But what if there’s another way? What if by slow, unrelenting perseverance you could marshal the forces of will, waging a silent, invisible coup against the cold, neurological machinery of habit that would keep you not just away from the helm, but blissfully oblivious of and inured to your very impotence?
Contemplatives claim that a taste of free will is blissful and liberating, that mindfulness is incompatible with boredom, fear, and anxiety. Bit by bit, I am becoming more inclined to believe them.
Friday, May 9, 2008
Wednesday, May 7, 2008
I guess you take the good with the bad. Or maybe the bad with the bad. I don't know yet.
Sunday, May 4, 2008
It seems that many people in the Project (see previous post) had pretty traumatic psychological issues crop up during the first month. I'm not sure what to make of the fact that I feel completely normal. Best guess: I'm taking it too easy. If the next stage won't come to me, well then hell, I'll go to it.
If I've gained any mental control at all, I'll tell you one thing it hasn't done: relieved my fear of spiders one damn bit. There's one that resides in my room, and every now and then sees fit to rappel down to a random spot, often near my bed. How's that for a distraction?
Saturday, May 3, 2008
Tuesday, April 29, 2008
This next stage is interesting. The more I want it, the harder I try, the more I even think about it, the harder it is to achieve. I've had tastes of it, but it's far from stable. The further I go, the more it feels like I'm just sitting there. No doubt this is why the main Zen practice is called shikantaza, which translates as "just sitting," and why it's so hard to describe in words.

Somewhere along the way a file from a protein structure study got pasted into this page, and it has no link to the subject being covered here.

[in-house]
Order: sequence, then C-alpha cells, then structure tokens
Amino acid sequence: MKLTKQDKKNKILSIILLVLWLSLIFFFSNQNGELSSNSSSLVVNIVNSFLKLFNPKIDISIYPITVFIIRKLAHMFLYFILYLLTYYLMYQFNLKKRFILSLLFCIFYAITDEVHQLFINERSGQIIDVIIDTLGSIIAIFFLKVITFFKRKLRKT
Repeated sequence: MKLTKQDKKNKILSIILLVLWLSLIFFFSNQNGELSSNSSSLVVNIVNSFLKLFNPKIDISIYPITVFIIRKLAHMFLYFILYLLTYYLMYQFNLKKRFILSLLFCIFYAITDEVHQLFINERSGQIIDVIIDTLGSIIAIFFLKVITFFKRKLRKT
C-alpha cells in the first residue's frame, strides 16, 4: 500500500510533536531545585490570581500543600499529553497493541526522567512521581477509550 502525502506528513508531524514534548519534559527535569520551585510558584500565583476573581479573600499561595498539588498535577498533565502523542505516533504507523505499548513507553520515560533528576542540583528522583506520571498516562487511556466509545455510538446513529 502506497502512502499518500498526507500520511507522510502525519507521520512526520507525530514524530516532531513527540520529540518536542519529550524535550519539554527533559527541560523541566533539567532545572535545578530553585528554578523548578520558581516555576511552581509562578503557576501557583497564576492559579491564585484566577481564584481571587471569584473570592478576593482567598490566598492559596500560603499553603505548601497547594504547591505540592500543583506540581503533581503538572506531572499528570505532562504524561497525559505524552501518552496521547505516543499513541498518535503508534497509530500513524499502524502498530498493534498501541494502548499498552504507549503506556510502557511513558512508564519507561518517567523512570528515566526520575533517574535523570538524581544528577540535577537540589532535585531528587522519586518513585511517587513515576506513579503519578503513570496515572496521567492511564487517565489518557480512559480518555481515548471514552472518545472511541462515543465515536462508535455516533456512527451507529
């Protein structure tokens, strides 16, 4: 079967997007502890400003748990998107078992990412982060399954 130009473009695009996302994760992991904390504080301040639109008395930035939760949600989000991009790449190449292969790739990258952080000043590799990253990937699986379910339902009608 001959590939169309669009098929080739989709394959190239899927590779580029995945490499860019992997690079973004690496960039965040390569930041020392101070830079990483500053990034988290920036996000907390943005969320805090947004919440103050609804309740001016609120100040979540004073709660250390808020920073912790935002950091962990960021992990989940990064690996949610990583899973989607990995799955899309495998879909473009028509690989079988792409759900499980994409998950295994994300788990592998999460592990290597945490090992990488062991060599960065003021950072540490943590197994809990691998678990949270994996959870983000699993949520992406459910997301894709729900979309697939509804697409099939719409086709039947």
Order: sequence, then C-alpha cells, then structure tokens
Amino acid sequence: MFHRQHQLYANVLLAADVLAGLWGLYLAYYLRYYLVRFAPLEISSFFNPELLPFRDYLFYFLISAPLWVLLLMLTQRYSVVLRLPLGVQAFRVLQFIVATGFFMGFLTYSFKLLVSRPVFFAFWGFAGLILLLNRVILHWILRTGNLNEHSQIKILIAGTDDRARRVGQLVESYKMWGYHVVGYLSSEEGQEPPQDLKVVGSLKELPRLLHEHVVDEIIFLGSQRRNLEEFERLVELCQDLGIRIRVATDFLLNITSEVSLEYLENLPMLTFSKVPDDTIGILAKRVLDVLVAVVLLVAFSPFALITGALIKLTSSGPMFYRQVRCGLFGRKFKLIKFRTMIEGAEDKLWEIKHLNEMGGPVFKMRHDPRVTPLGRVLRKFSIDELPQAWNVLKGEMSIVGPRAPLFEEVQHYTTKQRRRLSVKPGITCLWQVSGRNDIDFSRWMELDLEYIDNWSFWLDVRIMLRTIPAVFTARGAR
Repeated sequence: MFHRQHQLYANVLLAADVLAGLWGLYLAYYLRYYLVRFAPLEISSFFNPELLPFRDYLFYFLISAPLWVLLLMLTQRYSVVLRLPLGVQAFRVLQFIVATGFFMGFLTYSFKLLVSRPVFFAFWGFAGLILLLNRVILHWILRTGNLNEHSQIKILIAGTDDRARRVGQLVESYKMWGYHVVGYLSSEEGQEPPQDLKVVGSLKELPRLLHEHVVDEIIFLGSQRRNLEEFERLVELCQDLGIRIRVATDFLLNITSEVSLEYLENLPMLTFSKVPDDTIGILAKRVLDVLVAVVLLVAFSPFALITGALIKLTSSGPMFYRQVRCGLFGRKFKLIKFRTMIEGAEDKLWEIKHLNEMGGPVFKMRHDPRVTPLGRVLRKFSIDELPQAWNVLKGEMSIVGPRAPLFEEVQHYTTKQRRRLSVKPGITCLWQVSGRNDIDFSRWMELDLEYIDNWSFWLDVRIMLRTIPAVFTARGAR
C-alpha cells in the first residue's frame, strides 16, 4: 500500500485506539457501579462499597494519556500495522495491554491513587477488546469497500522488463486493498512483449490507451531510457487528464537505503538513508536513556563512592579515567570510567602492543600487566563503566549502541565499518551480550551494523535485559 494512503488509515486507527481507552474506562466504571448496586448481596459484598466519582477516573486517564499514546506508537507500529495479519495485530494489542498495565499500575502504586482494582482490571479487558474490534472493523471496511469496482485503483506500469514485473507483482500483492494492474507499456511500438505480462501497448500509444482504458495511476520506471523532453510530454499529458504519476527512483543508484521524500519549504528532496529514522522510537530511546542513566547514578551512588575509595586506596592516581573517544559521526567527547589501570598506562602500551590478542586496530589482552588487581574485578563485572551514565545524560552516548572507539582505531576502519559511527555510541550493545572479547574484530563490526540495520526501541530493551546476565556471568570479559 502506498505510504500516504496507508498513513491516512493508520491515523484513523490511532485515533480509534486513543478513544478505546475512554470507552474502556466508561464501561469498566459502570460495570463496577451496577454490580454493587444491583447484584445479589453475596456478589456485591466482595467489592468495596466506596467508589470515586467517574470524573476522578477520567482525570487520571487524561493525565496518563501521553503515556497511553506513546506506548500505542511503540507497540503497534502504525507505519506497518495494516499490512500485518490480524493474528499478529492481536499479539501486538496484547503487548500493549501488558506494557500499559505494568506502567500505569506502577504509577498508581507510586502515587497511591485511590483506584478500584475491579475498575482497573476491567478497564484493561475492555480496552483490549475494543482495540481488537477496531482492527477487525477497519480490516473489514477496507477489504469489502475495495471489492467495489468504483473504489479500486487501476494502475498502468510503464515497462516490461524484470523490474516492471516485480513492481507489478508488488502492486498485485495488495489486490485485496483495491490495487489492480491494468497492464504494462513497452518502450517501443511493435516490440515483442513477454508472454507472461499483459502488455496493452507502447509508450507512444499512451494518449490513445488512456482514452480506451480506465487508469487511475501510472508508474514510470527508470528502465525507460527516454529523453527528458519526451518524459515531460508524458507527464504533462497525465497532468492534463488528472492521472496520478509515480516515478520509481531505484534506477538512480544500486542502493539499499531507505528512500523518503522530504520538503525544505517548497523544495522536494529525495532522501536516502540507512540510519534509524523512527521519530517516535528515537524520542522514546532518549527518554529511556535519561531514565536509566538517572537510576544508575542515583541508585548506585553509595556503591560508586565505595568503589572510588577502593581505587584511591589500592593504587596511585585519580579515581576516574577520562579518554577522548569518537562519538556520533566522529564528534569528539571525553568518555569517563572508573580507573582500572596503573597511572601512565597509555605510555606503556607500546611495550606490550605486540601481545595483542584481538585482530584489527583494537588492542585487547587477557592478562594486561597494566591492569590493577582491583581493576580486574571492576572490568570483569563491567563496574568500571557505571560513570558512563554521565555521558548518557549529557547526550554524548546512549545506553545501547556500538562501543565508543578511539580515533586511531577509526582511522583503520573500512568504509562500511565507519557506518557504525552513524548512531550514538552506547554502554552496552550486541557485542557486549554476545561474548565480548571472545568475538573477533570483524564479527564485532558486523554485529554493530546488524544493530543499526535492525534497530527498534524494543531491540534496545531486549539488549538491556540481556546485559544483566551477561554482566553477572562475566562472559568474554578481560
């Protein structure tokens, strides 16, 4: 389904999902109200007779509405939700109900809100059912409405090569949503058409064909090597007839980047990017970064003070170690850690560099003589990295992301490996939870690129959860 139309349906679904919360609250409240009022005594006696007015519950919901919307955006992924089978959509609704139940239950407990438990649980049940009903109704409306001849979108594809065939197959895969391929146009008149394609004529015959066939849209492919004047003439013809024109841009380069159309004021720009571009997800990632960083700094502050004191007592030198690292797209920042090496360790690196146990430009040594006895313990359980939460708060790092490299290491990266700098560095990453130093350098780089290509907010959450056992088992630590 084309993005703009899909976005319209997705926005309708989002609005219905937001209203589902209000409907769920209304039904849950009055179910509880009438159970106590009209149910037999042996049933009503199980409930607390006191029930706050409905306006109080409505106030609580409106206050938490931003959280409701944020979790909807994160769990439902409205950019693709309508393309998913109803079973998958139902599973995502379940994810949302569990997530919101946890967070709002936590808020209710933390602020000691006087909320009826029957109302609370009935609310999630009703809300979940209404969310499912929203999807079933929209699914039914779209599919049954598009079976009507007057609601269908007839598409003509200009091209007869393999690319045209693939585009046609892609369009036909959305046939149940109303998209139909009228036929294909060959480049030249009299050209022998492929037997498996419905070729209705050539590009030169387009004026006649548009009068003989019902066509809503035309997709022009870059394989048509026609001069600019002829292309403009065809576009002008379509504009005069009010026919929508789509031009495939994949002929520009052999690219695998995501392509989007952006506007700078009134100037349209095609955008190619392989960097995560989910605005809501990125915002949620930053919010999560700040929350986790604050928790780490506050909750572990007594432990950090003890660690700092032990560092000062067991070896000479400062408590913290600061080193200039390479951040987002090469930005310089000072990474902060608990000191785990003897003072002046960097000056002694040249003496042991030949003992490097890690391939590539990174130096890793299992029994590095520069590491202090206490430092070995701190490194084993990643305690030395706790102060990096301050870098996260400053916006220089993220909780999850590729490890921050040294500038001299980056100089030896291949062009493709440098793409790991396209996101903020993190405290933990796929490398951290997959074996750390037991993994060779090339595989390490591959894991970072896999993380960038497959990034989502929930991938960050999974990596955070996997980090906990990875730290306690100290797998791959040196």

If it never stabilizes, oh well. If it does, I should have more to write. In the mean time, I suspect not much of interest will happen.
Saturday, April 26, 2008
Friday, April 25, 2008
Imagine, if you will, the local video arcade. Ace and Bob have just finished another long day at the factory, and as usual, are cooling off steam playing Ultimate Fighter Pilot. There's a war going on out there, but both men have somehow, thankfully, avoided the draft.
Blam! Every time he downs a bogey, Bob gleefully imagines he's a true flyboy. It's a good way to distract him from reality. He knows he should be at home with his wife and kids, and the bills surely aren't going to pay themselves. But man, what a rush! Nothing will ever come of it, but he doesn't want to admit that. Maybe, just maybe, an Air Force recruiter will happen by, and SEE, dammit, that he is The One. Then he'll really be somebody...
Ace has always had a funny feeling in the back of his mind. He doesn't know why he's always been attracted to games like this -- but whatever, it's fun. Every now and then, he gets shot down, and wonders why he's wasting his time. But something keeps him there. He doesn't know it -- at least not yet -- but years ago, he was one of
's top guns. In his head, just behind the amnesia, a little man is sitting, smiling at the irony. No matter, he thinks; soon, destiny will take its inevitable course, and in a flash of insight, all will become clear... Britain
Meanwhile, next door, Aditya sits writing stupid stories, knowing fully well he should be meditating instead.